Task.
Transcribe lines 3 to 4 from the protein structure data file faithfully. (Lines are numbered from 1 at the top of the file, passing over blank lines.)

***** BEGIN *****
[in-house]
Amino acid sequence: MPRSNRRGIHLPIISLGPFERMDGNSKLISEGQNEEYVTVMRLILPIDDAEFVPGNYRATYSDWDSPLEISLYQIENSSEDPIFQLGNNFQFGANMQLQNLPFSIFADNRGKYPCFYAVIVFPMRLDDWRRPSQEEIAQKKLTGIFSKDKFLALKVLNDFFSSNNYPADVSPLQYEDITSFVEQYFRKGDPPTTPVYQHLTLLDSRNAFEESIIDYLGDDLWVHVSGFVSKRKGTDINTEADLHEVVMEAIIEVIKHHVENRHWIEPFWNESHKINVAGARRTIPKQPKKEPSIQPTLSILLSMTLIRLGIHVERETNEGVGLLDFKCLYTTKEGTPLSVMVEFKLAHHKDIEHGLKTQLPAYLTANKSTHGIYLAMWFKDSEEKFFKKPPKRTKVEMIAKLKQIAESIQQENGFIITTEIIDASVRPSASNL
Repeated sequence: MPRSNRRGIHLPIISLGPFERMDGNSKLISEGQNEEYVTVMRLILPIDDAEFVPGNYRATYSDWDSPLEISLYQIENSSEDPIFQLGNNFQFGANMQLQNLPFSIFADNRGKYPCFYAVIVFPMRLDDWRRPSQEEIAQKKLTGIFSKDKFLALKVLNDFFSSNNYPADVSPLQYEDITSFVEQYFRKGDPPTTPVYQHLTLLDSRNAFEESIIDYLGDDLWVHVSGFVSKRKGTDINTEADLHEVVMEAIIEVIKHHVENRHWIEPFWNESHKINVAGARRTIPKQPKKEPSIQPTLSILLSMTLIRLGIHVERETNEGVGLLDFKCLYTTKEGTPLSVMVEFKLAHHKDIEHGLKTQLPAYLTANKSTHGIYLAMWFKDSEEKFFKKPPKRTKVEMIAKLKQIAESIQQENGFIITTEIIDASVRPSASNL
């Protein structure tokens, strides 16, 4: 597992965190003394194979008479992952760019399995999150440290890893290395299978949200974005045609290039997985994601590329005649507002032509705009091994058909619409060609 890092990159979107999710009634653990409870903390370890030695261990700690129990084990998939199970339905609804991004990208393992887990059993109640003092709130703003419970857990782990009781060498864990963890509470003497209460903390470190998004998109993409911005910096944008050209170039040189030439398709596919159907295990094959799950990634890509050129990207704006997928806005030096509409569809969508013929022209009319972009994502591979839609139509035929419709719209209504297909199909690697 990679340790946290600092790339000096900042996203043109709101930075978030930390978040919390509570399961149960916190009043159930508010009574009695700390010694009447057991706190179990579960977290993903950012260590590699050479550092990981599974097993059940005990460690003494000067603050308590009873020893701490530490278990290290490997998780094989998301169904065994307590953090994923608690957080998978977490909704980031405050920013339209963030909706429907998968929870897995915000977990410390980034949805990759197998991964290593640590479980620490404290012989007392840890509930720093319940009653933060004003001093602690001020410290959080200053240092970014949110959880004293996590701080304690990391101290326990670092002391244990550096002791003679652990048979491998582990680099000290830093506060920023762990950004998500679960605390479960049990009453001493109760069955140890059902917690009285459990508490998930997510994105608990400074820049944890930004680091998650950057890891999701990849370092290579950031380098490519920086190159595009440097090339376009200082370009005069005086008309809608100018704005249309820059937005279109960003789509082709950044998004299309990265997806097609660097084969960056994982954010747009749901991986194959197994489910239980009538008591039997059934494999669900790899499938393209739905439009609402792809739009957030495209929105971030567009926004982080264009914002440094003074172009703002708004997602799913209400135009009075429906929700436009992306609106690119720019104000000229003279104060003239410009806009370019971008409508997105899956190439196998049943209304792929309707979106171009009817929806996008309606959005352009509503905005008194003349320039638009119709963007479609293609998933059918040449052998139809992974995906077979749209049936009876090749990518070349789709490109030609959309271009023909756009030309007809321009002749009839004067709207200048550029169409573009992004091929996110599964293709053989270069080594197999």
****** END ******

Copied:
Repeated sequence: MPRSNRRGIHLPIISLGPFERMDGNSKLISEGQNEEYVTVMRLILPIDDAEFVPGNYRATYSDWDSPLEISLYQIENSSEDPIFQLGNNFQFGANMQLQNLPFSIFADNRGKYPCFYAVIVFPMRLDDWRRPSQEEIAQKKLTGIFSKDKFLALKVLNDFFSSNNYPADVSPLQYEDITSFVEQYFRKGDPPTTPVYQHLTLLDSRNAFEESIIDYLGDDLWVHVSGFVSKRKGTDINTEADLHEVVMEAIIEVIKHHVENRHWIEPFWNESHKINVAGARRTIPKQPKKEPSIQPTLSILLSMTLIRLGIHVERETNEGVGLLDFKCLYTTKEGTPLSVMVEFKLAHHKDIEHGLKTQLPAYLTANKSTHGIYLAMWFKDSEEKFFKKPPKRTKVEMIAKLKQIAESIQQENGFIITTEIIDASVRPSASNL
């Protein structure tokens, strides 16, 4: 597992965190003394194979008479992952760019399995999150440290890893290395299978949200974005045609290039997985994601590329005649507002032509705009091994058909619409060609 890092990159979107999710009634653990409870903390370890030695261990700690129990084990998939199970339905609804991004990208393992887990059993109640003092709130703003419970857990782990009781060498864990963890509470003497209460903390470190998004998109993409911005910096944008050209170039040189030439398709596919159907295990094959799950990634890509050129990207704006997928806005030096509409569809969508013929022209009319972009994502591979839609139509035929419709719209209504297909199909690697 990679340790946290600092790339000096900042996203043109709101930075978030930390978040919390509570399961149960916190009043159930508010009574009695700390010694009447057991706190179990579960977290993903950012260590590699050479550092990981599974097993059940005990460690003494000067603050308590009873020893701490530490278990290290490997998780094989998301169904065994307590953090994923608690957080998978977490909704980031405050920013339209963030909706429907998968929870897995915000977990410390980034949805990759197998991964290593640590479980620490404290012989007392840890509930720093319940009653933060004003001093602690001020410290959080200053240092970014949110959880004293996590701080304690990391101290326990670092002391244990550096002791003679652990048979491998582990680099000290830093506060920023762990950004998500679960605390479960049990009453001493109760069955140890059902917690009285459990508490998930997510994105608990400074820049944890930004680091998650950057890891999701990849370092290579950031380098490519920086190159595009440097090339376009200082370009005069005086008309809608100018704005249309820059937005279109960003789509082709950044998004299309990265997806097609660097084969960056994982954010747009749901991986194959197994489910239980009538008591039997059934494999669900790899499938393209739905439009609402792809739009957030495209929105971030567009926004982080264009914002440094003074172009703002708004997602799913209400135009009075429906929700436009992306609106690119720019104000000229003279104060003239410009806009370019971008409508997105899956190439196998049943209304792929309707979106171009009817929806996008309606959005352009509503905005008194003349320039638009119709963007479609293609998933059918040449052998139809992974995906077979749209049936009876090749990518070349789709490109030609959309271009023909756009030309007809321009002749009839004067709207200048550029169409573009992004091929996110599964293709053989270069080594197999």